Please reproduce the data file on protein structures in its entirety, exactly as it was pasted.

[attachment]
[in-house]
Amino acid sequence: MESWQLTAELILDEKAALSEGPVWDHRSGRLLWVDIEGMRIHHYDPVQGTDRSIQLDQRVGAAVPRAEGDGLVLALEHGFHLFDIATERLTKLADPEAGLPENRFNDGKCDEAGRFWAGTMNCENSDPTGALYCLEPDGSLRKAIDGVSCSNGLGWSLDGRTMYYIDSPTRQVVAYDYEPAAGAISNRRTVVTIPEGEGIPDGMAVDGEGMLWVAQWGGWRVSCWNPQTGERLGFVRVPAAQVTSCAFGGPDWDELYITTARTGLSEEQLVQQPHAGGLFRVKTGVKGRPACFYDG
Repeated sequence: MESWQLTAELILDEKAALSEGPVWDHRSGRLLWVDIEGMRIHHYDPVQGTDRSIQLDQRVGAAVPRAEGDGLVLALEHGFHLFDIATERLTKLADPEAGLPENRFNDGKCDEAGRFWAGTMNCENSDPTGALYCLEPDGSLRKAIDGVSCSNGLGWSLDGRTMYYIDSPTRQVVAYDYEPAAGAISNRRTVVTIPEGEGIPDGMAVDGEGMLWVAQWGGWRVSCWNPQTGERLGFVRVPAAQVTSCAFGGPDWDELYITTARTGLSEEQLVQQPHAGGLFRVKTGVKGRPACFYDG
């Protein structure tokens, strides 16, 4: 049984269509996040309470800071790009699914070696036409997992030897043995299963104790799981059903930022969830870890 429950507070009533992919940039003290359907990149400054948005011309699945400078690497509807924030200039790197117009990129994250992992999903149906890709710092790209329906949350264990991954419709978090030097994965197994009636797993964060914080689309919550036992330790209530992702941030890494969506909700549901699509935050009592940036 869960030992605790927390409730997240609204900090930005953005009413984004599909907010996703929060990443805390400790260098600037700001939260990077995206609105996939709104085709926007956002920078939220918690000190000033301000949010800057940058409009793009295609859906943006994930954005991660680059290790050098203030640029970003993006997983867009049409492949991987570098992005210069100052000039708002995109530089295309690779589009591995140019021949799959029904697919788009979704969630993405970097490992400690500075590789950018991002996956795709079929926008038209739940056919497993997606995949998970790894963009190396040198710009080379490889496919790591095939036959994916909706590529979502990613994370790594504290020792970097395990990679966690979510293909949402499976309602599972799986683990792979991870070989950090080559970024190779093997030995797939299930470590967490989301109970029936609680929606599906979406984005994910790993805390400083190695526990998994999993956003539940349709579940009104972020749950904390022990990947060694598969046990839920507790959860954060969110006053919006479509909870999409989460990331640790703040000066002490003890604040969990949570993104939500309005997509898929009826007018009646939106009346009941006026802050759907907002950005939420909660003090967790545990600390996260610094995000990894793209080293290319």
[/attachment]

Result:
[in-house]
Amino acid sequence: MESWQLTAELILDEKAALSEGPVWDHRSGRLLWVDIEGMRIHHYDPVQGTDRSIQLDQRVGAAVPRAEGDGLVLALEHGFHLFDIATERLTKLADPEAGLPENRFNDGKCDEAGRFWAGTMNCENSDPTGALYCLEPDGSLRKAIDGVSCSNGLGWSLDGRTMYYIDSPTRQVVAYDYEPAAGAISNRRTVVTIPEGEGIPDGMAVDGEGMLWVAQWGGWRVSCWNPQTGERLGFVRVPAAQVTSCAFGGPDWDELYITTARTGLSEEQLVQQPHAGGLFRVKTGVKGRPACFYDG
Repeated sequence: MESWQLTAELILDEKAALSEGPVWDHRSGRLLWVDIEGMRIHHYDPVQGTDRSIQLDQRVGAAVPRAEGDGLVLALEHGFHLFDIATERLTKLADPEAGLPENRFNDGKCDEAGRFWAGTMNCENSDPTGALYCLEPDGSLRKAIDGVSCSNGLGWSLDGRTMYYIDSPTRQVVAYDYEPAAGAISNRRTVVTIPEGEGIPDGMAVDGEGMLWVAQWGGWRVSCWNPQTGERLGFVRVPAAQVTSCAFGGPDWDELYITTARTGLSEEQLVQQPHAGGLFRVKTGVKGRPACFYDG
């Protein structure tokens, strides 16, 4: 049984269509996040309470800071790009699914070696036409997992030897043995299963104790799981059903930022969830870890 429950507070009533992919940039003290359907990149400054948005011309699945400078690497509807924030200039790197117009990129994250992992999903149906890709710092790209329906949350264990991954419709978090030097994965197994009636797993964060914080689309919550036992330790209530992702941030890494969506909700549901699509935050009592940036 869960030992605790927390409730997240609204900090930005953005009413984004599909907010996703929060990443805390400790260098600037700001939260990077995206609105996939709104085709926007956002920078939220918690000190000033301000949010800057940058409009793009295609859906943006994930954005991660680059290790050098203030640029970003993006997983867009049409492949991987570098992005210069100052000039708002995109530089295309690779589009591995140019021949799959029904697919788009979704969630993405970097490992400690500075590789950018991002996956795709079929926008038209739940056919497993997606995949998970790894963009190396040198710009080379490889496919790591095939036959994916909706590529979502990613994370790594504290020792970097395990990679966690979510293909949402499976309602599972799986683990792979991870070989950090080559970024190779093997030995797939299930470590967490989301109970029936609680929606599906979406984005994910790993805390400083190695526990998994999993956003539940349709579940009104972020749950904390022990990947060694598969046990839920507790959860954060969110006053919006479509909870999409989460990331640790703040000066002490003890604040969990949570993104939500309005997509898929009826007018009646939106009346009941006026802050759907907002950005939420909660003090967790545990600390996260610094995000990894793209080293290319």